Companies making decisions about their next steps will often benefit from competitive intelligence. Intelligence about competitors is available from a huge range of sources, and creativity in finding these source is vital. Competitor intelligence services online are highlighted below. The internet is full of tools for competitor intelligence, which have made the job off the intelligence analyst easier. Below are some vital competitive intelligence services.
Corporate or personal accounts on Twitter. Twitter has competitive intelligence quickly become an essential source of competitive intelligence. Twitter accounts belonging directly to competitors, or belonging to anyone else who tweets about competitors, can provide a wealth of data. Intelligence available via Twitter can be transient, and indeed could be deleted, so requires careful monitoring.
LinkedIn membership. Businesses leave a trail of breadcrumbs on LinkedIn about their organisational structures. The service provides a good level of detail on who is employed by a competitor and how these employees interact structurally.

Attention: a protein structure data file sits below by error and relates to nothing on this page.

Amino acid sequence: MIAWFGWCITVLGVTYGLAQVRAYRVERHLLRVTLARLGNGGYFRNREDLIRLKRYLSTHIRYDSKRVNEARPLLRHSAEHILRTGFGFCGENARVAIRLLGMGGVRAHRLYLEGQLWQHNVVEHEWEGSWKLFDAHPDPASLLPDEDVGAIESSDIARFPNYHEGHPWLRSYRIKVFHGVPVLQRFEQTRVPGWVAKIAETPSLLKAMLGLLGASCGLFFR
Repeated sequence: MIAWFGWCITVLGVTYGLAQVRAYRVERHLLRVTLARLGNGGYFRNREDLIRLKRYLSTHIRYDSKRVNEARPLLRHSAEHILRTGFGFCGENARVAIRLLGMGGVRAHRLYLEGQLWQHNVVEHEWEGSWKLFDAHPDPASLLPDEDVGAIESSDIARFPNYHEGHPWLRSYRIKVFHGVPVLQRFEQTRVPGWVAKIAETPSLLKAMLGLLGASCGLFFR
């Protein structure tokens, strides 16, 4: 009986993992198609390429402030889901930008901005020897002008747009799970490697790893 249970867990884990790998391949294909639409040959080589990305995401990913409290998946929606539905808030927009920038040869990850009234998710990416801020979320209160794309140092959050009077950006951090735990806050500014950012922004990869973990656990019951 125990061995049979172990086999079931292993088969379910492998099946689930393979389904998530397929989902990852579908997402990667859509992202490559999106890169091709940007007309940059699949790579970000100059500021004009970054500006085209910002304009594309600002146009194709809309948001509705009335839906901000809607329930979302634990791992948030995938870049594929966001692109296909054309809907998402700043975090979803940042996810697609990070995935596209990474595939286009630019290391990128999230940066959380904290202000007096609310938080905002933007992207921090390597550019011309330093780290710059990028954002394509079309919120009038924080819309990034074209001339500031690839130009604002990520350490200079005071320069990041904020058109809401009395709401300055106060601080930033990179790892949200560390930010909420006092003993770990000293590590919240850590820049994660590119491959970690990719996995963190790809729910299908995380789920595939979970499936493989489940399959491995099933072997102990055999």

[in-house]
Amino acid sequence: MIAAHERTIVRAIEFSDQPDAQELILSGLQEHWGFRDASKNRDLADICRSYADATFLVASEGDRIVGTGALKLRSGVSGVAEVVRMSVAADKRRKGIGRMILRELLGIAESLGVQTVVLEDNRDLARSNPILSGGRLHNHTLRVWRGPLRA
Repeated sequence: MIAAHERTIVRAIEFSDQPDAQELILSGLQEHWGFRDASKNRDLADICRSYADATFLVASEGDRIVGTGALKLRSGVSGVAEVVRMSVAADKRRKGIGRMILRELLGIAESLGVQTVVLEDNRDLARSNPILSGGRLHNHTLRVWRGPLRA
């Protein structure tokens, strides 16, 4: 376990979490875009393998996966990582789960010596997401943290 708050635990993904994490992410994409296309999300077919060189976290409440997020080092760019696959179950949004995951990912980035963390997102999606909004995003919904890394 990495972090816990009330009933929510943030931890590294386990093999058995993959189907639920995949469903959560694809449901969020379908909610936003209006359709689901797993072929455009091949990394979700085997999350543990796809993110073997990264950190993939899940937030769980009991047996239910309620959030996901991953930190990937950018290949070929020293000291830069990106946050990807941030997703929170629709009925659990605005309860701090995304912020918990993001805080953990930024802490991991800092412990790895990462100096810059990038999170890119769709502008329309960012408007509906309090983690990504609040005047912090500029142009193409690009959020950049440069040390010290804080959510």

Yahoo’s Flickr. Flickr does provide some good competitive intelligence, although it can be labour intensive to find and retrieve. Flickr has often been used by employees to upload internal company images that they may deem personal.
YouTube. An intelligence analyst may need to devote more time to YouTube than to traditional sources, since video content may need to be watched or listened to manually. That should not stop analysts investigating YouTube information though. YouTube videos are always a potentially useful source of insight into competitor thinking. YouTube videos will also often reveal information about upcoming marketing activities.
Mapping tools online. Visiting competitor sites is often no longer necessary these days now that web maps such as Google and Bing bring this information online. Online mapping services can be used to obtain good imagery and other geo data about a competitor’s key facilities. Slides in a competitive intelligence debrief can usually be improved with map images and photos.